Q. At the draft, there was obviously a focus on power forwards by Predators management. Was that a position where you were consciously trying to add depth going into the draft, or were your picks strictly based on the talent available when your picks came?

A. A little bit of both. Our need going forward here has been center ice men. We've fulfilled one of the pieces. Obviously we'll need a few more. But taking Blake was one of the goals that we had set. Also, goaltending and taking Mark Dekanich gives us an opportunity to have a prospect in our system. Then looking at the year and the way the NHL has gone--we're very fortunate to have quick, small forwards that we had a lot of success with last year, but we also saw that there's still a need for the big powerful guys that separate guys from the puck and bring that grit element. On the talent part of it, we thought that [draft picks Niko] Snellman, [Ryan] Flynn and [Viktor] Sjodin were all kids that had that element, that size and the grit that we're looking forward to having in our lineup someday. It's not an exact science. You're trying to get some of these kids that will eventually develop into players for us. Three of them give us the size we're looking for.

Q. You were recently promoted within the organization from director of player personnel to assistant general manager. How does your role change as assistant GM?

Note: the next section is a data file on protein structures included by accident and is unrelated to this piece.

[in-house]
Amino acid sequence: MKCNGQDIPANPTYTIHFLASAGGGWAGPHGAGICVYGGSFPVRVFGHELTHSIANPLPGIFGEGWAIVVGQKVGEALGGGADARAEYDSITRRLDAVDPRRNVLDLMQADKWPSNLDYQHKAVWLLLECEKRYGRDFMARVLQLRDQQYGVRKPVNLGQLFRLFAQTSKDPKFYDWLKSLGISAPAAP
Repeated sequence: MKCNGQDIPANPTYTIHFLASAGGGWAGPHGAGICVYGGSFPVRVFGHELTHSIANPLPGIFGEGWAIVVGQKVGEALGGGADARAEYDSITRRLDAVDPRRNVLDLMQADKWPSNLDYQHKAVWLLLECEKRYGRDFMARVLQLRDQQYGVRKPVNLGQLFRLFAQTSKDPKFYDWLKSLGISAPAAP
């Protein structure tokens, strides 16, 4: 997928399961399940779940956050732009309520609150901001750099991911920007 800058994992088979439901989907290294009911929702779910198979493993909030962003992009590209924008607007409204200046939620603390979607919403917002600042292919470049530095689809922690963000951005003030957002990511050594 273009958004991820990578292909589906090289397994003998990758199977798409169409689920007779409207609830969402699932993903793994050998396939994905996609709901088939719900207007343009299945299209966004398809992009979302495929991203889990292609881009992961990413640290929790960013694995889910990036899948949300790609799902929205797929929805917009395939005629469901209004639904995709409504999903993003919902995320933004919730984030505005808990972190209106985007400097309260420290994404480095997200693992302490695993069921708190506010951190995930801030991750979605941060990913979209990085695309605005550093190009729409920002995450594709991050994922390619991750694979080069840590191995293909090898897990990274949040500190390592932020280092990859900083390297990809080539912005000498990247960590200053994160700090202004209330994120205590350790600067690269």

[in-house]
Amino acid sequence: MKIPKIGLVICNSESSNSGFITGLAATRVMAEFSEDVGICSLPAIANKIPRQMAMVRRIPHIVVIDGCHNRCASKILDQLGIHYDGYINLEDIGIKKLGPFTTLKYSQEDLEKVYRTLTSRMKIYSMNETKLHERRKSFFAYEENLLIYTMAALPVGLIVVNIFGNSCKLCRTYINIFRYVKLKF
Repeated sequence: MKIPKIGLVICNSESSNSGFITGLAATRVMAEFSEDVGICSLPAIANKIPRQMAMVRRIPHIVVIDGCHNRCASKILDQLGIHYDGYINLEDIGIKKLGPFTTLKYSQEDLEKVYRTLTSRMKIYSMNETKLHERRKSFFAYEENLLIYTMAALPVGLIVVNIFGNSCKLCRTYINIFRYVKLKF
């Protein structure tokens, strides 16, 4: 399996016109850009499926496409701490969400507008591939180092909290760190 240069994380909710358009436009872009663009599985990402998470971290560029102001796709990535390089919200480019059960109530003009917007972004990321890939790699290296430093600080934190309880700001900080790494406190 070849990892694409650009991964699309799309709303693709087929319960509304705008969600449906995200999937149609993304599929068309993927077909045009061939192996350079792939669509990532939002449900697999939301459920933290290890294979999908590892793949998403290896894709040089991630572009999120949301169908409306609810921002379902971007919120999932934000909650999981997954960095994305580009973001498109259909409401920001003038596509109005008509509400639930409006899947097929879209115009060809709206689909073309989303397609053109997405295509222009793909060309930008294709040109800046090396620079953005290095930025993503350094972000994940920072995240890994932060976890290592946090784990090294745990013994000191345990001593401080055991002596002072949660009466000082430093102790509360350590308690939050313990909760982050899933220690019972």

A. I don't know how drastic it will be this year. It will be more of what I was doing four or five years ago when I was kind of running the pro side of it and the amateur side of it. After having to go and run the amateur side for the last four years, it has given me a different perspective. It's given me experience that I hadn't had before or hadn't known that I was really looking forward to. From a personal standpoint, it's been a great education and it's given me a different appreciation of the drafting end of it. That's been great. I'm still going to continue to do that. I'm still going to run the draft for us and run [the Predators' top minor league affiliate in] Milwaukee, but the best part of it is I get to go back and do more of the pro scouting, which I really came into this business doing and hopefully made a niche and a mark for myself, having acquired players in the past for both Anaheim and Nashville. I think that will help me to refresh my memory on a lot of the players and that's what I'm most looking foward to.

Q. Was it hard to make those departmental changes so close to the draft?

A. It made it a little bit more stressful, a little bit more urgent to have a lot of things and a lot of decisions that I had input on but didn't have a lot of the final say for in a lot of ways. Now being in more of a decision-making process with [general manager] David [Poile] is a real challenge and it's something that I'm really looking forward to.